The side characters however did not feel as well fleshed out, we meet a lot of people in Rosalind’s laboratories both in Paris and London, and whilst we do get a broad strokes sense of what her colleagues were like, I wish they’d been developed a little more as that would have helped give some of her friendships a bit more depth. I also would have liked it we’d been able to spend a bit more time with her Birkbeck colleagues as her relationships with them didn’t feel massively fleshed out.
Starting the story at the lab in Paris did feel like we were kind of getting dropped in Franklin’s story in the middle, whilst I wouldn’t have expected to be taken from Rosalind’s birth right through to her death (especially since this book largely focused on her scientific work), it would have been nice to have the chance to get to know her a bit more, and maybe starting before she moved to Paris might have given us the chance to do that.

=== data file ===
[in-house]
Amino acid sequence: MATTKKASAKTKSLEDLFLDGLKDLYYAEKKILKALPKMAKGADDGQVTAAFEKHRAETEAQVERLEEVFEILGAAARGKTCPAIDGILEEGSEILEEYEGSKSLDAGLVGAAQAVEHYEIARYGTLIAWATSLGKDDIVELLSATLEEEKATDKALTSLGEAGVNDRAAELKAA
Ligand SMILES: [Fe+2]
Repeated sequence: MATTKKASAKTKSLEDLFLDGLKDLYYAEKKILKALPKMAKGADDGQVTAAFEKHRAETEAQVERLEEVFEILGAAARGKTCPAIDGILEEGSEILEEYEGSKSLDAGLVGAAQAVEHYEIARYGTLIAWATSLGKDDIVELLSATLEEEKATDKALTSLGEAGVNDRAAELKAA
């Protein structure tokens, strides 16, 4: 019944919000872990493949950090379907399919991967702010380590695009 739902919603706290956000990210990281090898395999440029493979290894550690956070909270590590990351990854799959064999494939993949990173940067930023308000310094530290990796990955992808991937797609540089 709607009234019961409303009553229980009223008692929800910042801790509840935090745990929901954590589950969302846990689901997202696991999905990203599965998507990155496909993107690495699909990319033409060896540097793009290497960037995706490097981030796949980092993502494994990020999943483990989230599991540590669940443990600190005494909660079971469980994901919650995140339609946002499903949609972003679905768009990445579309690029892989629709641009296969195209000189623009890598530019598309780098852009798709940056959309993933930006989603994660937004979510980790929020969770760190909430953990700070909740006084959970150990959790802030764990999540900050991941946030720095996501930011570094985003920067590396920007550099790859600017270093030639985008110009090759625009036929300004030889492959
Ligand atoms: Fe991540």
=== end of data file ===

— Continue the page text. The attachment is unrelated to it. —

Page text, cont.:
I didn’t feel like Benedict fleshed out the settings as well as she could have, whilst I got a good sense of the atmosphere at both the Paris lab and Kings College, I didn’t feel like I got a good sense of what 1940s Paris and 1950s London looked like, now granted, I don’t really picture things in my head so I don’t need massive amounts of detail, but a few more details would have given me a better idea of how these cities looked in the 40s and 50s.
It’s so infuriating that Franklin’s contribution to DNA was overlooked for so long and that she was basically punished for wanting to be diligent in her research and not wanting to rush into announcing anything before she had the proof. The fact that she was never credited for her work in her own lifetime also makes me really mad, it shouldn’t take women being dead for them to be credited for their work! I knew I’d be mad about the way Watson and Crick stole her research since I already was when I learned about that back in school, but I actually found I was more infuriated with her boss, Randall than Wilkins, Crick or Watson, yes they were all awful, but the way Randall sat by and did nothing to support her was really maddening.